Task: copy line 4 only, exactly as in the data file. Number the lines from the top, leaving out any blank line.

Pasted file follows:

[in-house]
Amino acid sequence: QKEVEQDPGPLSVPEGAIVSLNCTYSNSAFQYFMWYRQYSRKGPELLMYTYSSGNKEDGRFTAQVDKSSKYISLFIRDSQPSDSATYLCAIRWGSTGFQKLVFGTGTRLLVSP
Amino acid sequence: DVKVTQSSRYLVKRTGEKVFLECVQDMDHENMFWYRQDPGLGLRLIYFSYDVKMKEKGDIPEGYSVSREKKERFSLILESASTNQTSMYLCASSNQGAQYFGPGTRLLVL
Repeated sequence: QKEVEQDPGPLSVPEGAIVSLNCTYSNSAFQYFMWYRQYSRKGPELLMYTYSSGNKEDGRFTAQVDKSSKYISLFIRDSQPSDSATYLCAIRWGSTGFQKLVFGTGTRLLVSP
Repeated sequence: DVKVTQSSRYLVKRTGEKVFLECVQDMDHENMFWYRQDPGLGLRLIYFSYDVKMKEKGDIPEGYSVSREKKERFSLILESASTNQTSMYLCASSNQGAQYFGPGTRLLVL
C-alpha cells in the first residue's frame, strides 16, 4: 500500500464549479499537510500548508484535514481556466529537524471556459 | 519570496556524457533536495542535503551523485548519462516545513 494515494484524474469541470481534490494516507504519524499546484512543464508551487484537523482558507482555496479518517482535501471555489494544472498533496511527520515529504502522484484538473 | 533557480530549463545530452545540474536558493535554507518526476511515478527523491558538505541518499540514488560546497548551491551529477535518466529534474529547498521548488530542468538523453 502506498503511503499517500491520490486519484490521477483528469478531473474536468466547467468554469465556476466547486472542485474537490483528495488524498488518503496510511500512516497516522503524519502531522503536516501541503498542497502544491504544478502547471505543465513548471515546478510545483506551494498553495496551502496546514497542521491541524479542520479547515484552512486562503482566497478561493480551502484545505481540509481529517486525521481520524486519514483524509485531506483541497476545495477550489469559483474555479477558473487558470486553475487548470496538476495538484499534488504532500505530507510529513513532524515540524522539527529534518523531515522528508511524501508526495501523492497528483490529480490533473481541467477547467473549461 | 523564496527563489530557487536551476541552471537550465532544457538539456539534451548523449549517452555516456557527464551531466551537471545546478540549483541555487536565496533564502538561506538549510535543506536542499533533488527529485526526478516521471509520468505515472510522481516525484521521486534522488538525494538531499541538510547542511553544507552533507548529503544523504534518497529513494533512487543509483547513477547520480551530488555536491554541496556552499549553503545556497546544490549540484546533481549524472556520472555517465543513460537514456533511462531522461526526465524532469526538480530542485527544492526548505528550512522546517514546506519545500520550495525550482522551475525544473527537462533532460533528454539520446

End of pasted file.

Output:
Repeated sequence: QKEVEQDPGPLSVPEGAIVSLNCTYSNSAFQYFMWYRQYSRKGPELLMYTYSSGNKEDGRFTAQVDKSSKYISLFIRDSQPSDSATYLCAIRWGSTGFQKLVFGTGTRLLVSP